Top three GDPR challenges for the C-Suite

Posted on: April 25, 2018 by Abbas Shahim

Ever since the GDPR was first announced, IT professionals, lawyers, and business leaders have been highlighting concerns about the potential business risks and challenges they could face to become compliant. Negative press surrounding the regulation has warned business leaders of onerous obligations, challenging practicalities and eye-watering financial penalties from the Information Commissioner’s office.

Despite the negativity, there are many business benefits to the regulation. Shortly after it was first introduced, we highlighted how GDPR can be used to positive effect but many business leaders are still struggling to understand what they need to do to become compliant.

While C-Level executives have been aware of the imminent deadline for a long time, the impact of GDPR is often underestimated. The European Commission says only two member states are ready for GDPR and this is highlighted further by the PwC’s Privacy governance report, which reviewed 350 companies in Holland and found that only about 12% were adequately prepared for the new law.

Moreover, the importance of GDPR compliancy have been emphasised by the growing number of cyber-attacks globally with ransomware attacks on businesses around the world rising 50% last year and major organisations, such as Carphone Warehouse, suffering hefty financial punishments for suffering a data breach.

Security and privacy should be two different sides to GDPR and will lead to a new way of working, but what impact will the new rules have on the C-Suite and what are the top three challenges facing those at the top?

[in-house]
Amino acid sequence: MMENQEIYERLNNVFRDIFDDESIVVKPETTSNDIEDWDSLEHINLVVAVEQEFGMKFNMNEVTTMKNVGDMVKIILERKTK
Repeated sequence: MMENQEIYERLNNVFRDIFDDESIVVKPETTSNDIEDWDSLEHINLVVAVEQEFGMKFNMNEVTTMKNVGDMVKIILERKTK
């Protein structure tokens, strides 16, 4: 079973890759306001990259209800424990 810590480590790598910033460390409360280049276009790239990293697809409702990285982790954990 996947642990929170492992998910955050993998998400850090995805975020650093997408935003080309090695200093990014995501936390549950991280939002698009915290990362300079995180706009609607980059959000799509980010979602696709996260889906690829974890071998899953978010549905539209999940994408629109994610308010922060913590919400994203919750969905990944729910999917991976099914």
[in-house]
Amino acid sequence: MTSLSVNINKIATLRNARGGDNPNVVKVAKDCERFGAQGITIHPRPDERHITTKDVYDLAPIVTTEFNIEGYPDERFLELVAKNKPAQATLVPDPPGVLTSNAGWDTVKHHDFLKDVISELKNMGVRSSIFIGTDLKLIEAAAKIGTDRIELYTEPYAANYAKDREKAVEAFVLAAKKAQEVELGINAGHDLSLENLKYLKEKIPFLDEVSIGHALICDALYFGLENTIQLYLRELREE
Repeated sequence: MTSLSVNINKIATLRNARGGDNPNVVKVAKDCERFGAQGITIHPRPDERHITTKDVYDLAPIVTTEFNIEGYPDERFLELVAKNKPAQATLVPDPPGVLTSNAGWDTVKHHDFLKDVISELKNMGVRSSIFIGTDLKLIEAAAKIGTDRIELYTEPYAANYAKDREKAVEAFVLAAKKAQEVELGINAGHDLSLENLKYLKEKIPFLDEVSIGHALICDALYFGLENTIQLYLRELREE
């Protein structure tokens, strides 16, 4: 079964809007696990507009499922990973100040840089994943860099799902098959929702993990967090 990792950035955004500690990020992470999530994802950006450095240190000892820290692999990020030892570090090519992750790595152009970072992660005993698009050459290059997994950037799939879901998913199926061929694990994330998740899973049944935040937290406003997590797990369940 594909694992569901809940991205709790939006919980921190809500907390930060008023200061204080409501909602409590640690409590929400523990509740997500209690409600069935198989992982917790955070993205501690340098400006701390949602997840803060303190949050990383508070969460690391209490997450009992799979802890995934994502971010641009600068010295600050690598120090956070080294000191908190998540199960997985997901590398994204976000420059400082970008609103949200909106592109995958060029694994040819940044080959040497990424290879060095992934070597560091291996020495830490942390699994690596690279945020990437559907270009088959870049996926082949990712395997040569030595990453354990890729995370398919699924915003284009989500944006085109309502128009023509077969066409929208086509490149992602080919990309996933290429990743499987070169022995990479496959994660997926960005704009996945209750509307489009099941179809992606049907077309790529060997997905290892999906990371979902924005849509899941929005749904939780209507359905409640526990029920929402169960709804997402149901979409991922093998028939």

Underestimating the impact

A significant challenge that the C-Suite has underestimated is the real impact of GDPR on their business. Many leaders assumed they just needed to implement several controls to protect data including encryption, but this is just one aspect of the ruling. Many C-Level executives believe that GDPR is solely a security issue, and that there is a technical solution, so it falls into the remit of the IT, compliance or security departments. Business leaders need to understand that privacy and security are two separate aspects of GDPR. The challenge has been understanding the breadth of areas that GDPR covers, and therefore the number of departments and people affected by the new legislation.

Building on previous investment

GDPR compliance requires additional controls in, among other aspects, processes, IT infrastructure, and applications. Rather than panic and invest in all new solutions, C-level executives need to know how they can ideally build upon the security investment they’ve made in the past. Organisations are aware of the scale of cyber threats and have invested a lot of money into security practices to protect their core assets. Once again, the focus has been largely on security and less so on privacy, so business leaders have struggled to build on that investment to an acceptable level related to GDPR compliance.

Learnings from the past

The third challenge is around taking learnings from previous compliance with laws and regulations. There are correlations to the Sarbanes-Oxley Act (SOX) from 2002. More proactive business leaders will have learnt from this regulation. In parallel to SOX, CFOs are mainly concerned with the costs that go with the processes and resources in place to respond to compliance requirements. Containing the cost of compliance ever since SOX’s introduction has been challenging, and reactive approaches to compliance have often contributed to these costs rising. Forward-thinking C-Level executives have learnt from this and developed a rationalized set of controls to put into operation to provably adhere to GDPR requirements.

Our team of experts offers a complete program of support to help C-Suite executives to prepare for GDPR and to ensure continued compliance following implementation. From the initial impact assessment through to the appointment of a Data Protection Officer, GDPR is technically challenging and organizationally demanding, but adhering to its requirements is not optional. Download our brochure on Successfully meeting the challenges of GDPR to find out more about how Atos’ end-to-end approach can help.

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About Abbas Shahim
Business & Management Consultant
Abbas Shahim is partner at Atos Consulting where he heads the international GRC practice. He is also full professor of IT Auditing and GRC at the VU University Amsterdam.

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